WALL STREET (CNN Money) — 1. Record calm on Wall Street: The most incredible part of the post-election stock market rally is how peaceful it’s been.
While the Trump era has brought enormous turbulence to Washington, that volatility has been missing on Wall Street.
In fact, the S&P 500 hasn’t fallen 3% from a previous high point (over one day or several days) since the slump that ended on November 4, 2016, four days prior to the election.
That 388-day stretch is the longest the S&P 500 has ever gone without a 3% or more retreat, according to Bespoke Investment Group. (It’s 18 days longer than the previous record, which was set in 1995.)
It’s a remarkable achievement. The S&P 500 is up a ton since the 3%-decline streak started — 25% to be exact. It’s also surprising because investors famously hate uncertainty, and that’s exactly what President Trump’s unpredictability brings. And yet the VIX volatility index touched an all-time low on Friday.
This steady grind higher on Wall Street has been driven by strong economic growth at home and overseas as well as optimism over Trump’s plan to slash corporate taxes. Taxes will be back on the agenda this week on Capitol Hill.
So what could puncture this record-long period of tranquility for Wall Street?
One possible trigger would be the failure to enact tax cuts. Goldman Sachs recently warned that the S&P 500 could tumble by 5% if tax cuts aren’t enacted.
A vote on the Senate tax bill could come as early as this week. The Senate legislation would save many big companies a ton of money by permanently slashing the corporate tax rate in 2019 from 35% to 20%. The question is whether the heavy cost of those tax cuts will cause deficit hawks like Republican Senators Bob Corker and Jeff Flake to oppose the plan.
If the legislation gets through the Senate, it will have to be reconciled with the bill the House passed earlier this month and that process could be messy.
Still, many analysts think tax cuts will get done by the middle of next year.
Goldman Sachs predicts that tax cuts will lift corporate profits by 14% next year, carrying the S&P 500 to 2850. That’s about 9% above current levels.
UBS thinks the S&P 500 will hit 2,900 next year without tax cuts and go “a lot higher” — to 3,300 — if tax legislation gets passed.
“We see corporate tax cuts as likely, and little is priced into stocks,” UBS wrote.
2. Powell’s confirmation hearing: The Senate Banking committee is scheduled to hold a confirmation hearing on Tuesday for Jerome Powell, President Trump’s nominee to lead the Federal Reserve after Janet Yellen steps down next year. Once confirmed, Powell will become the first investment banker to head the Fed, as well as the first non-economist to take the helm in decades.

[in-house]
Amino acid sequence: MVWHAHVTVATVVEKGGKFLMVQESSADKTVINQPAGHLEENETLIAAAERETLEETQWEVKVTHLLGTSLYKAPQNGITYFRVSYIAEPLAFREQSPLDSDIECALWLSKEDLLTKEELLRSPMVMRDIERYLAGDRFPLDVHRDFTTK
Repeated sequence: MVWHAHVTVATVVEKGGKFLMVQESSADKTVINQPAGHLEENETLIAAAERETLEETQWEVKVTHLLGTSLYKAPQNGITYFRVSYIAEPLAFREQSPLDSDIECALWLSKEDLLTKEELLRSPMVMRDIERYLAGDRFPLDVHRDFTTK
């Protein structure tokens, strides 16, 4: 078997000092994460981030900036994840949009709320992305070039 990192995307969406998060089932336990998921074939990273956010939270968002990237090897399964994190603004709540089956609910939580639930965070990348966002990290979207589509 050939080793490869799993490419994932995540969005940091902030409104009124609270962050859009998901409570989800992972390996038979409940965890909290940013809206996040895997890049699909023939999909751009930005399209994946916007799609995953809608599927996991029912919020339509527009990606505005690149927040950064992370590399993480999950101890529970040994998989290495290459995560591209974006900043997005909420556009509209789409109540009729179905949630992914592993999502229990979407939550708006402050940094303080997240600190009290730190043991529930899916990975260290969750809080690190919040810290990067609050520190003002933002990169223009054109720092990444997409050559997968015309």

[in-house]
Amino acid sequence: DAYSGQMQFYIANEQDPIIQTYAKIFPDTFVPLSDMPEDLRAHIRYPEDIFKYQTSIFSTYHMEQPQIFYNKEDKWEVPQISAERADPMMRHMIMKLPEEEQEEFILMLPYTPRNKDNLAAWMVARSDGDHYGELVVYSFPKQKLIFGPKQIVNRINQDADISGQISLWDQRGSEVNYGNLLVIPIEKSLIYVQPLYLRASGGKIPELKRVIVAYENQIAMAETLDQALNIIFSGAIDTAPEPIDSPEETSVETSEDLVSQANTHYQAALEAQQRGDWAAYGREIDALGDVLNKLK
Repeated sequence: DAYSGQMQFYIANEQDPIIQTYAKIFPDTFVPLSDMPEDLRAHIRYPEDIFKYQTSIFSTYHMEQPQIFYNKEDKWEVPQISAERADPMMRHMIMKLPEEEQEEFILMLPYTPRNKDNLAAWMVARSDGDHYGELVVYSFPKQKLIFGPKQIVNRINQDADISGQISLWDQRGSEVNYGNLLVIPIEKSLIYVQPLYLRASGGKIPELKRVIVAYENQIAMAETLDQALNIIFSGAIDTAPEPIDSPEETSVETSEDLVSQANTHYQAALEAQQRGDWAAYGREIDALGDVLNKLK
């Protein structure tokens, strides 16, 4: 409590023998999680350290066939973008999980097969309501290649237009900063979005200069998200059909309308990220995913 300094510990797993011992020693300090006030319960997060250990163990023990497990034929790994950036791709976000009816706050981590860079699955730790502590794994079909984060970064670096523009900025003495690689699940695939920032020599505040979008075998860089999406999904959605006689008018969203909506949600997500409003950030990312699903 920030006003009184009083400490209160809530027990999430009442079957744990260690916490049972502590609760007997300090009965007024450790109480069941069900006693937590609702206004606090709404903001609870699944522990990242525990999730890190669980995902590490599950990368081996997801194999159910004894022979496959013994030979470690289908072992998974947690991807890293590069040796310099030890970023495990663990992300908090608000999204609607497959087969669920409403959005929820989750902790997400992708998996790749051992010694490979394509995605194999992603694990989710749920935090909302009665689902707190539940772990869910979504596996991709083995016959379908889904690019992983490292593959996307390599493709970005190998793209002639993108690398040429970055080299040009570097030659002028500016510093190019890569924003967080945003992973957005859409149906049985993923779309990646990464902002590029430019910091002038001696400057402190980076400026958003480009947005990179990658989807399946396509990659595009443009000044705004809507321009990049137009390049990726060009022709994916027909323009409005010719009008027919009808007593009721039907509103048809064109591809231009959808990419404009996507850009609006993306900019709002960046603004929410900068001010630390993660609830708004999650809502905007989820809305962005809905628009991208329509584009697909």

Powell has worked with Yellen on a daily basis for years, so he’s not likely to make any major shifts in monetary policy. But he may loosen regulations set in place after the financial crisis. Though Powell largely supports Dodd-Frank, the sweeping set of reforms instituted after the crisis to make banks healthier, he has argued against the Volcker Rule, a provision of the act meant to prevent banks from making risky bets.
Powell may shed some light on his plan, as well as offer insight into his views on the economy and when the Fed may raise rates, on Tuesday. Yellen herself goes before the U.S. Joint Economic Committee on Wednesday to answer lawmakers’ questions about the economic outlook.
3. OPEC meeting: On Thursday, OPEC will meet in Vienna to discuss whether to extend production cuts. They’re set to expire in March 2018.
There are signs that the market is finally coming into balance, with the giant supply glut easing at long last. OPEC said in September that its coalition recorded its highest level of compliance to date in August.
Oil has been rising steadily this fall, and prices hit a two-and-a-half-year high on Wednesday following an oil spill that shut down the Keystone pipeline. But crude oil prices remain modest compared with the $100 prices of three years ago.
4. Tiffany and Kroger report earnings: Tiffany is set to report its third quarter earnings on Wednesday. The jeweler has tried to lure Millennial shoppers with a new luxury home and accessories collection and its first in-store cafe. Investors may want to hear whether those efforts have started to bring young people into stores.
Kroger plans on sharing its earnings news on Thursday. Last quarter, the grocery chain reported sluggish sales growth and a slight drop in profits, sending its stock down on fears that Kroger will lose the grocery war to Amazon and Walmart. We’ll see what it has to say this week.
5. Cyber Monday: Black Friday was all about digital sales. American shoppers spent a record $5 billion in 24 hours — a 16.9% increase in dollars spent online compared with Black Friday 2016, according to data from Adobe Digital Insights, which tracks online spending at America’s 100 largest retail websites.
Monday could be an even bigger day for online shopping. Adobe expects Cyber Monday to bring in as much as $6 billion this year. Amazon, Walmart and Target will offer shoppers big savings starting on Sunday.
By Matt Egan and Danielle Wiener-Bronner
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